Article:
Green Cards or Permanent Resident Cards allow individuals to live and work permanently in the United States but they don’t come without limitations. One of the biggest limitations on the Green Card is the amount of time you can spend outside of the U.S. without losing your “resident” status.
As a U.S. Green Card holder, you have the right to travel abroad and to return, but re-entry is not a guarantee. Each time you re-enter the country you will need to present your foreign passport and U.S. Green Card to Customs officials. You are essentially applying for admission to the U.S. every time you try to re-enter the country, even though you have a Green Card and are considered a lawful permanent resident.
Customs officials have the discretionary ability to allow or deny your re-entry based on your actions and travel history. For example, if you have violated the terms of your visa, committed a crime since the last time you entered the U.S., or spent more time abroad than you should have, re-entry may be denied. It is this last criterion – time spent abroad – that causes the most confusion among Green Card holders.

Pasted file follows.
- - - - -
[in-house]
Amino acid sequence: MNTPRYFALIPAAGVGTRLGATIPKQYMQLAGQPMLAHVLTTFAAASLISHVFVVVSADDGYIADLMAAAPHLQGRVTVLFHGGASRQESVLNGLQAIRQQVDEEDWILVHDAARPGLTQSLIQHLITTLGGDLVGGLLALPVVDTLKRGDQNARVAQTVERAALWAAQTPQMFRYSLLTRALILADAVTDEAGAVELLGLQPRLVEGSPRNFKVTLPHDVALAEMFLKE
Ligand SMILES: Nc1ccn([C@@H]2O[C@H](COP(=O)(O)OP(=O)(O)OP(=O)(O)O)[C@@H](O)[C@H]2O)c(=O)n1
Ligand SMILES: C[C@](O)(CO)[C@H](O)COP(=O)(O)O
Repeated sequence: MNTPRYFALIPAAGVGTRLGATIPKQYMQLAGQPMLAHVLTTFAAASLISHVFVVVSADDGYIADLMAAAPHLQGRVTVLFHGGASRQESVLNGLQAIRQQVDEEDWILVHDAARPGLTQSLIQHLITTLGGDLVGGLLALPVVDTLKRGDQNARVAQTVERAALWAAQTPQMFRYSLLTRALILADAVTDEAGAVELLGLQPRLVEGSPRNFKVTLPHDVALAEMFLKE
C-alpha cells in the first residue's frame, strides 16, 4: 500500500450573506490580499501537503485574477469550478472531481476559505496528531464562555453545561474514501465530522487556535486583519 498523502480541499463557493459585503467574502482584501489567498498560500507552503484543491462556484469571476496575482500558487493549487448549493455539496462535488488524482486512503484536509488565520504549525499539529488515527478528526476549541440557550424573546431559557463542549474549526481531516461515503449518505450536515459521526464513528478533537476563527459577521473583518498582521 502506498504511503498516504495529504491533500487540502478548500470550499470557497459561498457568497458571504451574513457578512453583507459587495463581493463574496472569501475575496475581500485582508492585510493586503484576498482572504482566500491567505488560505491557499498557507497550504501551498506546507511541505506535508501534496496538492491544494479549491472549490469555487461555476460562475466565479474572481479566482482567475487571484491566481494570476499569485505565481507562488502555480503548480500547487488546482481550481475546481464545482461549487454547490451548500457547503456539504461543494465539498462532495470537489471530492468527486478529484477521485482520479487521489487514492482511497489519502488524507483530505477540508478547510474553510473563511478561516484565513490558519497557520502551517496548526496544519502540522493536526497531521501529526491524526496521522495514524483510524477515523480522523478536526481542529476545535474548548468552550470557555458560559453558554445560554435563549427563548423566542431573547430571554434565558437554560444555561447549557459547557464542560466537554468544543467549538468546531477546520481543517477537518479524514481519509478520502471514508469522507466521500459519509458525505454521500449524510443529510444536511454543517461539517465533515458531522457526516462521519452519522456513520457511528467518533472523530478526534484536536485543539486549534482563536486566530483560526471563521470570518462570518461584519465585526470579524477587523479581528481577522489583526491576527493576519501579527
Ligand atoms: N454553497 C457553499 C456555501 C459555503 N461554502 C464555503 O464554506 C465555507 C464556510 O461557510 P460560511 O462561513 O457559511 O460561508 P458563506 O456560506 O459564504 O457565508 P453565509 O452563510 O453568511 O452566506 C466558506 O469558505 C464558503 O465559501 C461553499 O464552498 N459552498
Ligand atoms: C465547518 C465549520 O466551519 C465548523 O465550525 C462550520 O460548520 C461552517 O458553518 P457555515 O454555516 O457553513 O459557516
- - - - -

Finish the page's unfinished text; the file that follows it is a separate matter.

Time Spent Abroad and Its Impact On Re-Entry
One of the requirements of holding a Green Card is to maintain residency in the United States. While travel is acceptable, excessive travel or excessive time abroad can be viewed as a break in the continuity of your residency which may be enough for a Customs official to deny you re-entry.
The only restriction specified in the law regarding Green Cards and the time limitations of being abroad is that a Green Card holder will lose their Green Card if they remain outside the U.S. continuously for a year and a day without having made prior arrangements, such as applying for a Reentry Permit (Form I-131) prior to departing. Remaining outside the U.S. for this long is considered an abandonment of residency and is grounds for revocation of the Green Card.
There are other instances in which it may be determined, at the Customs official’s discretion, that you have abandoned your residency:
- A trip abroad that lasts longer than 6 months, or
- Overly frequent trips abroad that, when taken together, result in you being out of the country for more than 6 months.
Since Green Cards and passports are tracked digitally, it is very easy for Customs officials to see where you have traveled, how frequently, and for how long. At The Law Offices of Gail Seeram, Immigration Law Firm, we advise our clients to remain in the United States for 9-10 months of the year for the best protection against this sort of Green Card revocation.